It can be a hard decision but often letting your best worker go can be best for the company as a whole. Here’s why…
In a small business, the work of a single person can make a huge difference. But after a while it could be time for that one worker to move on. This shouldn’t be seen as the end of the world, as there are plenty of valid reasons why it’s ok to let one of your best workers go…
Not getting on with colleagues
Offices are a fine balance between keeping a happy workforce and having a productive one. Ideally, one should lead to the other but sometimes the person that’s the most productive personally can also be the most disruptive in the office.
This can lead to a situation whereby getting rid of your most productive work could create a happier – and overall more productive – office.
Their role is no longer important
Your best person might have been at your company since the early days and has helped it to grow. They know how it works and their knowledge of the business is what makes them one of the best workers.
But if your company is starting to move into a new direction, then it might be their role is no longer as important. This becomes especially significant if that person is on one of the highest salaries. It could be that with your company’s new focus, employing someone else with a different set of skills – for less money – might be the better choice.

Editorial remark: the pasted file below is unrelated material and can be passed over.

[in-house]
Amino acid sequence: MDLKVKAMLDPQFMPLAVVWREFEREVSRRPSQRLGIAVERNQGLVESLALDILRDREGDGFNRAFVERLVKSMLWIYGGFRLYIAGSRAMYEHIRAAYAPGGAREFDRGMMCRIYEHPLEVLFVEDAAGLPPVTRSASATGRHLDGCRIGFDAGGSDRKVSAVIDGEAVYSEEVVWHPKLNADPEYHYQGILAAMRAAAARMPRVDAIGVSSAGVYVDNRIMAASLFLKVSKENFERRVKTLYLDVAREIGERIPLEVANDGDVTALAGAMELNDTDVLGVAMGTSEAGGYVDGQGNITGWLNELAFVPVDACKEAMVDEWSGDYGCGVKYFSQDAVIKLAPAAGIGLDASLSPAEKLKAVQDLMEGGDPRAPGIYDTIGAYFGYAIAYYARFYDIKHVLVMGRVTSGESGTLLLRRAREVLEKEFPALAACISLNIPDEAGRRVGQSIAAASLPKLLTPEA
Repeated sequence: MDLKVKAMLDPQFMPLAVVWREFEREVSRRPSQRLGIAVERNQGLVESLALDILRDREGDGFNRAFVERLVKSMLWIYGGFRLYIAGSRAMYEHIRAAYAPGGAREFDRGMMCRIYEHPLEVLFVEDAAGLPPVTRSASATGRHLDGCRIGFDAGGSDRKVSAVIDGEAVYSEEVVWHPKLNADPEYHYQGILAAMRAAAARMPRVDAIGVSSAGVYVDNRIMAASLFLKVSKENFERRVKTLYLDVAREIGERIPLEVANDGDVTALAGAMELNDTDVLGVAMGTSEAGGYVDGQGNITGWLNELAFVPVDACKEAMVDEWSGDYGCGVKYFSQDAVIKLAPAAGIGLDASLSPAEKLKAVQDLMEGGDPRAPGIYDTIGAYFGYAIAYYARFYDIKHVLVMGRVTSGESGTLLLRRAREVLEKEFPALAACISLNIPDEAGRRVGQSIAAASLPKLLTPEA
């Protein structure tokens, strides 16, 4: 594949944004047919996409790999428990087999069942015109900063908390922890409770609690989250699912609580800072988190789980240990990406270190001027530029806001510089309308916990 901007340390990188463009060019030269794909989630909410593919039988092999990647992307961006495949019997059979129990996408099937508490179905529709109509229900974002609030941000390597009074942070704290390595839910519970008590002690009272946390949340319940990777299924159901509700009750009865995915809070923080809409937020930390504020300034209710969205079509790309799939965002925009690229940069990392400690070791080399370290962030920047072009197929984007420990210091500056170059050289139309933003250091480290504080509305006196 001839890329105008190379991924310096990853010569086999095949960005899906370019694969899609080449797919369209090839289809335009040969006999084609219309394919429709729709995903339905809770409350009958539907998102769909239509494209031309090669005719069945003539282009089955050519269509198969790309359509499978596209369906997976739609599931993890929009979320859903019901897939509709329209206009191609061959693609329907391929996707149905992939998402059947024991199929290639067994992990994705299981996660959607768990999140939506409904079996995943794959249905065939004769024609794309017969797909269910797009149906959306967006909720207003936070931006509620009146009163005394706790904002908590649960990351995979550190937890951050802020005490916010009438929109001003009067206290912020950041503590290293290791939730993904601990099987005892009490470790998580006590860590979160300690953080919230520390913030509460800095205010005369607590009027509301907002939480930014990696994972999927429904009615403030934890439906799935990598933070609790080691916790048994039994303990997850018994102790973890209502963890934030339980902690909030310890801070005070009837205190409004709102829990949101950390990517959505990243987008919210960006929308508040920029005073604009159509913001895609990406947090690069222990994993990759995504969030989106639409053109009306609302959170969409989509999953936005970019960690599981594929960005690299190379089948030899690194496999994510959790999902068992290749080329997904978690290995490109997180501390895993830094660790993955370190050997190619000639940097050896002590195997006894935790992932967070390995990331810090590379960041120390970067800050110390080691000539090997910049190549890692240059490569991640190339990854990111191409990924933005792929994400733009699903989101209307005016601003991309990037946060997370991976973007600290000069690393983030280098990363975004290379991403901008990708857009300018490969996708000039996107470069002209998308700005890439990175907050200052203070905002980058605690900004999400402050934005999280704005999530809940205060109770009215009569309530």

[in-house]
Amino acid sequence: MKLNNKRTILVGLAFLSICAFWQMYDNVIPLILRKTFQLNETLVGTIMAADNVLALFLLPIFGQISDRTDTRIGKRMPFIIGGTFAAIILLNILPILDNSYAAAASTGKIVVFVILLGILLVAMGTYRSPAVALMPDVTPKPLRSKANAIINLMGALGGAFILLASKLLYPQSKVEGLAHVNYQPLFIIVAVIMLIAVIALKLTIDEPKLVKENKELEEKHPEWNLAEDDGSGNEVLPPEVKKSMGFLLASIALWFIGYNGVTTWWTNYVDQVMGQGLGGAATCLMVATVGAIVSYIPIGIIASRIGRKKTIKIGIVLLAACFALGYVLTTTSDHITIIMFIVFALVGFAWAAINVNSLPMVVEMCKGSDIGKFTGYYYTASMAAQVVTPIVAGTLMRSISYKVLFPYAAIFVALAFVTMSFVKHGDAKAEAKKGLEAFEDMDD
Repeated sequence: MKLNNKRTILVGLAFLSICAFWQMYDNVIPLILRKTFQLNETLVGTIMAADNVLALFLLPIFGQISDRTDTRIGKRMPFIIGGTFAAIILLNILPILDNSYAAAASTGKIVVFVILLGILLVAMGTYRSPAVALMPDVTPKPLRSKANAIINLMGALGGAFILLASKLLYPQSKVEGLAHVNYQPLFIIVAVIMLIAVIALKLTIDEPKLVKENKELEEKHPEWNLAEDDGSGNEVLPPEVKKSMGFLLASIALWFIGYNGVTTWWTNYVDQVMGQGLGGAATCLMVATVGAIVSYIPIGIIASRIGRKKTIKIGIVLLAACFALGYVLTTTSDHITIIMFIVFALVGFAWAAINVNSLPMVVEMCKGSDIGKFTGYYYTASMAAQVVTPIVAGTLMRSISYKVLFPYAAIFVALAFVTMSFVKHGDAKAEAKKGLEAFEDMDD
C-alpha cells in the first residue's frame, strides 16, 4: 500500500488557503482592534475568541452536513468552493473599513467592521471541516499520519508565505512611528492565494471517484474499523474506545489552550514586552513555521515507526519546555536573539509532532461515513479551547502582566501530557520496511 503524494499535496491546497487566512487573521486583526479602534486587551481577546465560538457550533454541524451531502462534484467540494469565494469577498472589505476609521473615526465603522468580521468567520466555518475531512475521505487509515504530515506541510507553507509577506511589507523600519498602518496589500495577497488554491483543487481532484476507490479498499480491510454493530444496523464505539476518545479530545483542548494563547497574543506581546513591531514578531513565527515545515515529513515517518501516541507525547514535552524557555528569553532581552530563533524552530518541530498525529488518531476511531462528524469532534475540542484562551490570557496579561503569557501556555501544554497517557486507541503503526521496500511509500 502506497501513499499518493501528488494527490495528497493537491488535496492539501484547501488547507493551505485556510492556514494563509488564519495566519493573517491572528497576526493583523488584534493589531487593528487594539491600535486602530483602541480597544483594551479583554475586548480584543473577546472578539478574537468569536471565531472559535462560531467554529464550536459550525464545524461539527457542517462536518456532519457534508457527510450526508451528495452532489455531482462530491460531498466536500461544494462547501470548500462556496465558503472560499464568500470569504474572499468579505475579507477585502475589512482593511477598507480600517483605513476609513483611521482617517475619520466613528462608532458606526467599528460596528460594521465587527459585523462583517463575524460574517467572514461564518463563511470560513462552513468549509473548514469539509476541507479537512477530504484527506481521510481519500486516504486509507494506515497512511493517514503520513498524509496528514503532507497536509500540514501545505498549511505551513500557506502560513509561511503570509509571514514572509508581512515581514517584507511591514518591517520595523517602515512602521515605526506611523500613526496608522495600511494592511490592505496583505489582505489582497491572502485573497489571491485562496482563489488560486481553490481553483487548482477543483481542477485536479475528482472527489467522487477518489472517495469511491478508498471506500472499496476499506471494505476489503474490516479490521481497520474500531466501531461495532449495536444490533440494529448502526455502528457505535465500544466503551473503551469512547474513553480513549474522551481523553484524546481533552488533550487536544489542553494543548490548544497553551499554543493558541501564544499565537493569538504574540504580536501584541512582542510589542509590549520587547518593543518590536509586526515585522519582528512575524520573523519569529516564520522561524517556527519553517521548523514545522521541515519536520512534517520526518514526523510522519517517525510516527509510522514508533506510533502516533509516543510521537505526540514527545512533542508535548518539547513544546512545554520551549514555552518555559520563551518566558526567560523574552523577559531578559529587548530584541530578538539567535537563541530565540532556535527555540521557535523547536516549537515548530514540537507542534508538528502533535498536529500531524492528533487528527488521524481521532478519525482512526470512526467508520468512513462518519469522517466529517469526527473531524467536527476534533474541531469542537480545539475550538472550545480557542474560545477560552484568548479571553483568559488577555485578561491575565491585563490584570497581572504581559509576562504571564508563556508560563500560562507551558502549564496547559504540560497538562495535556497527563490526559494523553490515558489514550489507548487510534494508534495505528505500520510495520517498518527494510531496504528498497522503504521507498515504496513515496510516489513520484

They have reached their potential
People at the start of their career can grow rapidly, learning new skills, taking on more responsibility and fast becoming a key worker. But after a few years, many people hit their natural plateau. And this is fine for most, as they’re happy to keep working at this steady pace.
But if your best worker hit their heights a few years back, it could be that you’re not getting value for money from them anymore. And likewise, they might feel less challenged at your company. Moving to a different company could end up being the best move for both of you.
Help others to grow
A good worker can take on a lot of roles at once. And while this is great, it also means that younger and less experienced workers might not get the chance to try their hands at new tasks simply because it’s easier to let the more experience workers handle it.
By allowing these experienced workers to move on, you give some room for your less experienced workers to grow into. They can start to take on some of the more challenging roles and become better workers.
Can’t force people to stay
In the end, if someone wants to go then it’s not good for the business to try and force them to stay.
Ideally you want people working for you that are excited about it and who want to stay. Making people stay – whether that’s by offering them more money, begging or giving into their demands – doesn’t create a nice atmosphere and doesn’t send out a good message to the other staff. They might wonder why you feel you need this person so much instead of using them.